Paul McCartney did not shy away from his thoughts of where the Beatles stand when it comes to their peers the Rolling Stones in a new interview with The New Yorker. As far as musical palettes go, he told the magazine that the Beatles’ were broader. “I’m not sure I should say it, but they’re a blues cover band, that’s sort of what the Stones are,” he said. “I think our net was cast a bit wider than theirs.”
Despite it sounding like a dig — and McCartney has previously said that the Beatles are a better band to him — the decades-long rivalry is more friendly and good-natured than adversarial. Last year while speaking with Howard Stern on Sirius XM, he agreed with the host’s assertion that the Beatles were the better band, though he also made clear he was a fan of the Rolling Stones. “The Stones are a fantastic group,” McCartney said, adding that he goes to see them live when he can.
“They are rooted in the blues. When they are writing stuff, it has to do with the blues. Whereas we had a little more influences,” he told Stern. He added: “There’s a lot of differences, and I love the Stones, but I’m with you. The Beatles were better.”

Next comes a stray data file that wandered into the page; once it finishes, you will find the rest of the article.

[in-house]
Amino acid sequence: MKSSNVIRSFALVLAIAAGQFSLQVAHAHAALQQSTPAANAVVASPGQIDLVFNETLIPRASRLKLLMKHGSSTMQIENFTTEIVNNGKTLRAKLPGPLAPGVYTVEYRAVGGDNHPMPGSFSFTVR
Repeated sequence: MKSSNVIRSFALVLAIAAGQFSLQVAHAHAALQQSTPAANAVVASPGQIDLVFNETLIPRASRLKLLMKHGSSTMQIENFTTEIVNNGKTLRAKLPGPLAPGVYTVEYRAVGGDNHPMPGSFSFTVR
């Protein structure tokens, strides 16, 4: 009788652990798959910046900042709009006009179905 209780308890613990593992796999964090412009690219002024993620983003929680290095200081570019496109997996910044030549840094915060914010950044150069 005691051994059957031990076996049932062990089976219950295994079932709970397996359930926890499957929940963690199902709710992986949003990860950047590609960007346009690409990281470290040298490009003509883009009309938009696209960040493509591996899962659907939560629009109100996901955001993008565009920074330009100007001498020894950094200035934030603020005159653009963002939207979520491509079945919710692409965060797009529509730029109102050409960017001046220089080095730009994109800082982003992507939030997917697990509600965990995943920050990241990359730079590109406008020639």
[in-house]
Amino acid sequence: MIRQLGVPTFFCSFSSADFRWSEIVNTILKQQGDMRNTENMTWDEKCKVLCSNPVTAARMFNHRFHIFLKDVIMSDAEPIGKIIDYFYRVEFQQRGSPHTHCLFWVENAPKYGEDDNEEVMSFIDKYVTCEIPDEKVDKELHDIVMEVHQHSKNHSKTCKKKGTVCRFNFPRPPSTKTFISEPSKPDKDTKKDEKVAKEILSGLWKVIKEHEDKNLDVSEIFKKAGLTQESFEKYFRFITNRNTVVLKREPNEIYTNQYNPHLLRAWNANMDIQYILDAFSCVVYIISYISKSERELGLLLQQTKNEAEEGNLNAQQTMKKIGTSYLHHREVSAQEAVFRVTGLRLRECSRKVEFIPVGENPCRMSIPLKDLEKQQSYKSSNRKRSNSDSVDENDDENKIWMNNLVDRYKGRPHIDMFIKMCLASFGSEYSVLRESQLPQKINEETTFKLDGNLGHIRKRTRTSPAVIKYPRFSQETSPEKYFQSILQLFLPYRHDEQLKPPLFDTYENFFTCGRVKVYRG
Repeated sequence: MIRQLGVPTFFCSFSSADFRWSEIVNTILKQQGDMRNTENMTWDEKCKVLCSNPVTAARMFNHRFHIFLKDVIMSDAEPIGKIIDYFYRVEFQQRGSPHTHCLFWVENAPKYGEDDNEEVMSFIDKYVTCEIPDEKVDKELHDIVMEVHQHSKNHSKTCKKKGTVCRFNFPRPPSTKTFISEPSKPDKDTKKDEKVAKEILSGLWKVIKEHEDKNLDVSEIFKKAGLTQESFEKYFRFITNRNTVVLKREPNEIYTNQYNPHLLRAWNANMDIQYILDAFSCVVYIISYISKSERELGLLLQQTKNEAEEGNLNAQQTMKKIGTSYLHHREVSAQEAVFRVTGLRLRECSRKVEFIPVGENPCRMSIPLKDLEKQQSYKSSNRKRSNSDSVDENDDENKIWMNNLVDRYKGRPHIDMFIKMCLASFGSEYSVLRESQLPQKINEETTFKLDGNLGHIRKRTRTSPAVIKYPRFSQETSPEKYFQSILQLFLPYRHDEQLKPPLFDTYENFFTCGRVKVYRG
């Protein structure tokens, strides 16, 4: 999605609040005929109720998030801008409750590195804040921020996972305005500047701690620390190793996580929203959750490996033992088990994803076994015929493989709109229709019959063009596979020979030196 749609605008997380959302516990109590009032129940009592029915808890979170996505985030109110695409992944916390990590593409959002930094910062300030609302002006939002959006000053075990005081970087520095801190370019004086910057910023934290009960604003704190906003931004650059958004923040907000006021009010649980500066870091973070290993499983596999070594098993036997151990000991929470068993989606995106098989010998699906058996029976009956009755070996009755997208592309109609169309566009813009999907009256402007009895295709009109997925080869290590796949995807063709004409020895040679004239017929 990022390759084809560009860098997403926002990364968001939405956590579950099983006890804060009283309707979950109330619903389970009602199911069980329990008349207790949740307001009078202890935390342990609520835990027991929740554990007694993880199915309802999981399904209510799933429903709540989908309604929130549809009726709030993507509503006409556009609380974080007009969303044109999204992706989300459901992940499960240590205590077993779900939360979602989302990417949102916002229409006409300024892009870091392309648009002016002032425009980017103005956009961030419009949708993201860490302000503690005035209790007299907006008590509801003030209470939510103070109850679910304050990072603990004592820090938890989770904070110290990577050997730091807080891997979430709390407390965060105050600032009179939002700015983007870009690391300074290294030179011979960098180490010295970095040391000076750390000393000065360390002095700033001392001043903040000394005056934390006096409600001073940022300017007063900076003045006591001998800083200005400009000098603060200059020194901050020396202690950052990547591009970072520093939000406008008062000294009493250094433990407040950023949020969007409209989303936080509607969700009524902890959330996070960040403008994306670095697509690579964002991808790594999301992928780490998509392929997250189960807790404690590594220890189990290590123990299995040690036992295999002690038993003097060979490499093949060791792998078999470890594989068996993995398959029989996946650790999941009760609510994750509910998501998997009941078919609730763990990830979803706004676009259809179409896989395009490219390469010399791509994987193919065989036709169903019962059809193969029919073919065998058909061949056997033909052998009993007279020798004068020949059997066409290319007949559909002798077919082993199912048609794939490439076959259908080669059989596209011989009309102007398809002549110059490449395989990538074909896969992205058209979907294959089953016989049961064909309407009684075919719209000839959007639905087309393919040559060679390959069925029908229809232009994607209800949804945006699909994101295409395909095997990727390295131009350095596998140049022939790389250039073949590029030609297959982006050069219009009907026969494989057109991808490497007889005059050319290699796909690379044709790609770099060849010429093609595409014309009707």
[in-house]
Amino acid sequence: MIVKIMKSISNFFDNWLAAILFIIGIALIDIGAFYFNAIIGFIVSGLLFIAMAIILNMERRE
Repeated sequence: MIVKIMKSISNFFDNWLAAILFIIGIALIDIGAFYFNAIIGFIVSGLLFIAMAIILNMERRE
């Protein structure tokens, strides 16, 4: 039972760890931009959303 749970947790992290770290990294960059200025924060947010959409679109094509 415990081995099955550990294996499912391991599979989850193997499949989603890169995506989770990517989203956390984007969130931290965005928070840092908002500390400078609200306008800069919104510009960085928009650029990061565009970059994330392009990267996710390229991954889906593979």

Mick Jagger responded to McCartney’s comments to Stern shortly afterward in an interview with Zane Lowe during his Apple Music show. “That’s so funny,” he said, laughing. “He’s a sweetheart. There’s obviously no competition.”
Jagger also elaborated on the primary difference between the two. “The Rolling Stones have been a big concert band in other decades and other eras when the Beatles never even did an arena tour.”
“They broke up before that business started, the touring business for real didn’t start until the end of the Sixties…That’s the real big difference between these two bands. One band is unbelievably luckily still playing in stadiums and the other band doesn’t exist.”
In an upcoming interview slated to air on BBC Radio 4 later this month, McCartney discussed the Beatles breakup and said he personally was not the cause of their demise, but rather it stemmed from John Lennon.
“I didn’t instigate the split. That was our Johnny,” McCartney said. “I am not the person who instigated the split. Oh no, no, no. John walked into a room one day and said, ‘I am leaving the Beatles.’ Is that instigating the split, or not?”